Tears Of The Kingdom Is Pushing The Boundaries Of Open World Games Once Again

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Story Highlights

  • Tears of The Kingdom is set for launch on May 12, 2023, and is among the year’s most anticipated games.
  • Breath of The Wild redefined the meaning of open-world games by breaking free of the formulaic gunk that had plagued the genre for the longest time.
  • Much like its predecessor, Tears of The Kingdom seems to be elevating the genre to new heights. This would give developers a good reason to make far more immersive open-world games.

The Legend of Zelda: Tears of The Kingdom is almost upon us and I have to say, this game is pushing the boundaries of the open-world genre, and possibly the Nintendo Switch, to its limits. Nintendo has always been ambitious for the most part when it comes to creating fun games and cracking down on emulation. With how this genre has been for approximately two decades, seeing such a title once again is a joyous occasion.

But the question is why and how exactly is Tears of The Kingdom doing this? What factors have contributed to the staleness of the open-world genre? How and when did we become aware of this situation? There’s a lot of history when you talk about open-world games and I won’t be going over each and every single thing obviously. But I will talk about the core aspects, my issues with the genre, and how those issues are being addressed.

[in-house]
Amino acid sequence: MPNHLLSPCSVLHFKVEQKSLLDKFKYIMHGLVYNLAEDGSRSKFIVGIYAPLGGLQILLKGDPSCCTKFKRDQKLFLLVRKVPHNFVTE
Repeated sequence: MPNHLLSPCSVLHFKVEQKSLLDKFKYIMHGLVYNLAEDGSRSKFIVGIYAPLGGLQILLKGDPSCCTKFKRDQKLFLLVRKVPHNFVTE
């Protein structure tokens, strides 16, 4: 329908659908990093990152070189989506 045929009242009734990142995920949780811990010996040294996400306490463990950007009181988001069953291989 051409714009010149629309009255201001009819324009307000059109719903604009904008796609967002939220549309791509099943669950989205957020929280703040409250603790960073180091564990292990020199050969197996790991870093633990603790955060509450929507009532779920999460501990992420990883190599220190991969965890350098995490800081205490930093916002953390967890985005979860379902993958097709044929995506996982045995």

The open-world genre is one of my favorites and it’s often fused with RPG mechanics to create an immersive gaming experience. It may have kicked off ages ago but a substantial amount of growth has occurred in recent years. Most of this growth can be attributed to a game which released in 2017 and paved the road for the genre’s next evolution, or perhaps its true nature.

Breath Of The Wild Picked Things Up After Shadow Of The Colossus

While the genre may be one of my favorites alongside RPGs, there was rarely an experience that truly resonated with me. It’s been a long-standing problem with these kinds of titles and this has only grown stronger with time. Things took a major turn in 2017 when Breath of The Wild hit the shelves for this tiny device that packed so much quality and a touch of drifting issues.

When I first set foot in Hyrule, it felt new, different, and right. I’ve played some Zelda games in the past but by no means am I an aficionado of the series. What pulled me towards Breath of The Wild was the allure of a vibrant, colorful open world. It hit me in a way the genre had rarely done before. The only time I remember being so immersed in a world was back in Shadow of The Colossus on PlayStation 2, its remake, and Soulsborne.